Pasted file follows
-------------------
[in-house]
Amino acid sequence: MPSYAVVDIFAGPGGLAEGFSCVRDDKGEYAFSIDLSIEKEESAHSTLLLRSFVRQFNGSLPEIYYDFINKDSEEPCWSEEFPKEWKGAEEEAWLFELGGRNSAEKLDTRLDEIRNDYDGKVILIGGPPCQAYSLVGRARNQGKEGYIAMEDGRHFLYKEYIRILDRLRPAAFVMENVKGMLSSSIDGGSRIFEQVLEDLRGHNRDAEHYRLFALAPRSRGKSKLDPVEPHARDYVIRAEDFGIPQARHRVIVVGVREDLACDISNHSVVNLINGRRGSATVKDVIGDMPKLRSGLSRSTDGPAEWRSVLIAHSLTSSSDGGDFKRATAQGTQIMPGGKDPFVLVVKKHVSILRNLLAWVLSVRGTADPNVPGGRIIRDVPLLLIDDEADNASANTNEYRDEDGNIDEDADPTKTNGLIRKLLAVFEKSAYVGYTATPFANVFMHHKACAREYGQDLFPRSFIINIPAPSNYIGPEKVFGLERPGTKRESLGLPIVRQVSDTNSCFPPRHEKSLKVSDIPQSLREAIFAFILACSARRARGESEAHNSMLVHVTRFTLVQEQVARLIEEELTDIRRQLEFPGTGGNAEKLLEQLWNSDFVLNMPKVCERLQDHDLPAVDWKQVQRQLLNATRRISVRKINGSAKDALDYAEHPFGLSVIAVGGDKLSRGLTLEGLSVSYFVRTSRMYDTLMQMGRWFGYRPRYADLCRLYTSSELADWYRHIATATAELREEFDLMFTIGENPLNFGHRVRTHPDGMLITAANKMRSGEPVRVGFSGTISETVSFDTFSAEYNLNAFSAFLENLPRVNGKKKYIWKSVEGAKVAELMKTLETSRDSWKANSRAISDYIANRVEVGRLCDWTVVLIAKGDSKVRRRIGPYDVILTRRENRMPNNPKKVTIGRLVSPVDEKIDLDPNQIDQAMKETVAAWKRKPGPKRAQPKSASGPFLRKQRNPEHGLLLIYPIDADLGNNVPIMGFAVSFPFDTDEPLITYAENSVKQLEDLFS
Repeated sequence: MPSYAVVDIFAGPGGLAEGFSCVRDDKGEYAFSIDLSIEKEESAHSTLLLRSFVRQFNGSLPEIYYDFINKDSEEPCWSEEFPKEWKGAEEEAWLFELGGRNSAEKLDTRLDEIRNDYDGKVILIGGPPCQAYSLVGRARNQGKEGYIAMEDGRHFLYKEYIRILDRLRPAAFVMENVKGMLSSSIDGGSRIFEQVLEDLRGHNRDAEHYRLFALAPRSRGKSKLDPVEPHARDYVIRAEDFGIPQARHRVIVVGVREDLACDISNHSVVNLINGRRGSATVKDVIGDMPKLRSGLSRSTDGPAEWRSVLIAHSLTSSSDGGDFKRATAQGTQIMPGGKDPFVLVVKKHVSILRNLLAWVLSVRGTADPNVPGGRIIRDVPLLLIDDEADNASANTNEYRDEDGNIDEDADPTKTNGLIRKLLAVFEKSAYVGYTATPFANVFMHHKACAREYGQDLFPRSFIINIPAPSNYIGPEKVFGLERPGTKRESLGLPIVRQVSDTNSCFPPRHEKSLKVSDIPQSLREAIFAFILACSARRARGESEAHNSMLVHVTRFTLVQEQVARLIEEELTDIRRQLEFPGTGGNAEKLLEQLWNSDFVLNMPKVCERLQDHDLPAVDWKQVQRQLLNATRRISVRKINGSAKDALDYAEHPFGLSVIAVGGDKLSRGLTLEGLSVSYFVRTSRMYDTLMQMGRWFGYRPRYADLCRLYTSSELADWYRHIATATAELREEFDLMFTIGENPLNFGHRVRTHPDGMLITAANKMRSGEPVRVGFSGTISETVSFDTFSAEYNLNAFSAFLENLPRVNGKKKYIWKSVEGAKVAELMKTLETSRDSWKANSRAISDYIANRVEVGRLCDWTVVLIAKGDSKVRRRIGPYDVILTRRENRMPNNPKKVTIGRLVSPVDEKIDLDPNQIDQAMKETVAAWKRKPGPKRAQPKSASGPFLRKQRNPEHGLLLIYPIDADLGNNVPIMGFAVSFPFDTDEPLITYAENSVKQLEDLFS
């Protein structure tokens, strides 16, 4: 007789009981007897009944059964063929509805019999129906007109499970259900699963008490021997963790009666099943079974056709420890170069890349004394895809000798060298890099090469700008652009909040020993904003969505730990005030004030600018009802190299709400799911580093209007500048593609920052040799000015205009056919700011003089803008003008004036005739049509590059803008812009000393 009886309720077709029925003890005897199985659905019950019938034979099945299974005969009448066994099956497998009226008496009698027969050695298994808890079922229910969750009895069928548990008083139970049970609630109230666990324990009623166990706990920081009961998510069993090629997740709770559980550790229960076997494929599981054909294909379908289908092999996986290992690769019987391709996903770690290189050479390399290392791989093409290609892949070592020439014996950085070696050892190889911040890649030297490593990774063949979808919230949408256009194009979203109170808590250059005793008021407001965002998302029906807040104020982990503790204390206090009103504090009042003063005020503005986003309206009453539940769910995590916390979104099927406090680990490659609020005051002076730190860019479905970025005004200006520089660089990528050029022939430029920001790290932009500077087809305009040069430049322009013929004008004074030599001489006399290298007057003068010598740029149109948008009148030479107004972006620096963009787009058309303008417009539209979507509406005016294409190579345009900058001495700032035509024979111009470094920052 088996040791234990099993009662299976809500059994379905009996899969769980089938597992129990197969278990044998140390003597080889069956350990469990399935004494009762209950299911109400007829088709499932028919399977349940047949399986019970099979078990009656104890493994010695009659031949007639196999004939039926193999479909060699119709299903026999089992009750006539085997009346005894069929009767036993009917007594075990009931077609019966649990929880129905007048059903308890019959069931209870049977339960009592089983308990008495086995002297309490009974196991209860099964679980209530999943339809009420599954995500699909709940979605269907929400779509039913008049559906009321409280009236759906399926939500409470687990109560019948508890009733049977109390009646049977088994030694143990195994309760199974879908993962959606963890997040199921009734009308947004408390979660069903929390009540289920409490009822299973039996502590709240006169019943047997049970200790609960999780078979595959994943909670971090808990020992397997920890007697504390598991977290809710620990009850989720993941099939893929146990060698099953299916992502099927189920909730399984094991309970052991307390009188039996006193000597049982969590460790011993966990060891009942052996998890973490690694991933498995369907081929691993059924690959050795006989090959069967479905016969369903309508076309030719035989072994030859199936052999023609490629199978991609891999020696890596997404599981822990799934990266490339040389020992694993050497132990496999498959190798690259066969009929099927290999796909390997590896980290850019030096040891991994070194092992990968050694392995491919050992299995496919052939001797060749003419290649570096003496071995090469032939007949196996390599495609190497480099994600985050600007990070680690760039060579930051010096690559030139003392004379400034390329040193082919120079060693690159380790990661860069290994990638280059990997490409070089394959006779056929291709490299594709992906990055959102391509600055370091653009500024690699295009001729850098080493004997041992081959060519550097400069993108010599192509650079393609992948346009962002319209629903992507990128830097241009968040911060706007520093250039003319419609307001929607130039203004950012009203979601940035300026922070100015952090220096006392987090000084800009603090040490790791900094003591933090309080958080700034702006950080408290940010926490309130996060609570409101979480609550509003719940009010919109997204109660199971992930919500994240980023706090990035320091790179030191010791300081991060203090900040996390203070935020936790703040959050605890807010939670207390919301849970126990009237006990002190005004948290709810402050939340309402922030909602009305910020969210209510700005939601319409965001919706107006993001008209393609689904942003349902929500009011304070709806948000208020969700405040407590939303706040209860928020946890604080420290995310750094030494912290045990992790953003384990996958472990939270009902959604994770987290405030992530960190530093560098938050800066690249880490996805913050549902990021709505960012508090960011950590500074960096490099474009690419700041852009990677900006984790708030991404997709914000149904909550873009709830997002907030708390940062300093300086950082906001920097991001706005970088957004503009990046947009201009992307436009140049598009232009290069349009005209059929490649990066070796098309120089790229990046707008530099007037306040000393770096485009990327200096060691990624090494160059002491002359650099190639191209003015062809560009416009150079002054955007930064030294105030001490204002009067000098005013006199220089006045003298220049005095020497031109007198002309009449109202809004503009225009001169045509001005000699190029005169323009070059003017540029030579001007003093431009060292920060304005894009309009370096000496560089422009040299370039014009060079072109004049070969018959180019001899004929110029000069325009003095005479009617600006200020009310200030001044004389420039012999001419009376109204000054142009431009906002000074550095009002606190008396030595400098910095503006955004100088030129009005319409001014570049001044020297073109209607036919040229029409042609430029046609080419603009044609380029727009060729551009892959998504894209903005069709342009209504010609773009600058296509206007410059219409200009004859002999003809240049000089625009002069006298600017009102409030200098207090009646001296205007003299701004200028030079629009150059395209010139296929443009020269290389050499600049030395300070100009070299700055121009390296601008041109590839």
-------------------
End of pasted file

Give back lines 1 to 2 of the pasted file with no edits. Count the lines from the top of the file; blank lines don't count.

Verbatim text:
[in-house]
Amino acid sequence: MPSYAVVDIFAGPGGLAEGFSCVRDDKGEYAFSIDLSIEKEESAHSTLLLRSFVRQFNGSLPEIYYDFINKDSEEPCWSEEFPKEWKGAEEEAWLFELGGRNSAEKLDTRLDEIRNDYDGKVILIGGPPCQAYSLVGRARNQGKEGYIAMEDGRHFLYKEYIRILDRLRPAAFVMENVKGMLSSSIDGGSRIFEQVLEDLRGHNRDAEHYRLFALAPRSRGKSKLDPVEPHARDYVIRAEDFGIPQARHRVIVVGVREDLACDISNHSVVNLINGRRGSATVKDVIGDMPKLRSGLSRSTDGPAEWRSVLIAHSLTSSSDGGDFKRATAQGTQIMPGGKDPFVLVVKKHVSILRNLLAWVLSVRGTADPNVPGGRIIRDVPLLLIDDEADNASANTNEYRDEDGNIDEDADPTKTNGLIRKLLAVFEKSAYVGYTATPFANVFMHHKACAREYGQDLFPRSFIINIPAPSNYIGPEKVFGLERPGTKRESLGLPIVRQVSDTNSCFPPRHEKSLKVSDIPQSLREAIFAFILACSARRARGESEAHNSMLVHVTRFTLVQEQVARLIEEELTDIRRQLEFPGTGGNAEKLLEQLWNSDFVLNMPKVCERLQDHDLPAVDWKQVQRQLLNATRRISVRKINGSAKDALDYAEHPFGLSVIAVGGDKLSRGLTLEGLSVSYFVRTSRMYDTLMQMGRWFGYRPRYADLCRLYTSSELADWYRHIATATAELREEFDLMFTIGENPLNFGHRVRTHPDGMLITAANKMRSGEPVRVGFSGTISETVSFDTFSAEYNLNAFSAFLENLPRVNGKKKYIWKSVEGAKVAELMKTLETSRDSWKANSRAISDYIANRVEVGRLCDWTVVLIAKGDSKVRRRIGPYDVILTRRENRMPNNPKKVTIGRLVSPVDEKIDLDPNQIDQAMKETVAAWKRKPGPKRAQPKSASGPFLRKQRNPEHGLLLIYPIDADLGNNVPIMGFAVSFPFDTDEPLITYAENSVKQLEDLFS